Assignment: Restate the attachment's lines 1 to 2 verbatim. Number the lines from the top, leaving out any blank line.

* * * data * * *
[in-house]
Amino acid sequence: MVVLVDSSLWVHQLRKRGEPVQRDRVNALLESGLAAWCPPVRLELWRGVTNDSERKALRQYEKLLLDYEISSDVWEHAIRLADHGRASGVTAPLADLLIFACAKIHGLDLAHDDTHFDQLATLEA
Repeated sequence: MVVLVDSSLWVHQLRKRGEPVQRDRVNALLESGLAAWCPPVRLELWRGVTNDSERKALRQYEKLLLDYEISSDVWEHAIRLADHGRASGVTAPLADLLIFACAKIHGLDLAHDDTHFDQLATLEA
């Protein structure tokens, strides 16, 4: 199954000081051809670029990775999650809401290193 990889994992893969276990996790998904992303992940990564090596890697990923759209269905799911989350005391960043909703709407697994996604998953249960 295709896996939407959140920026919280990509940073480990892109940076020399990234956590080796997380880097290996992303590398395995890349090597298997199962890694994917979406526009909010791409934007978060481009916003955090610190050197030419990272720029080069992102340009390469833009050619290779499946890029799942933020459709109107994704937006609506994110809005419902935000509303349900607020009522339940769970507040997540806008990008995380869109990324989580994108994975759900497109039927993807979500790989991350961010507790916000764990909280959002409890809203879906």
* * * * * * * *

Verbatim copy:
[in-house]
Amino acid sequence: MVVLVDSSLWVHQLRKRGEPVQRDRVNALLESGLAAWCPPVRLELWRGVTNDSERKALRQYEKLLLDYEISSDVWEHAIRLADHGRASGVTAPLADLLIFACAKIHGLDLAHDDTHFDQLATLEA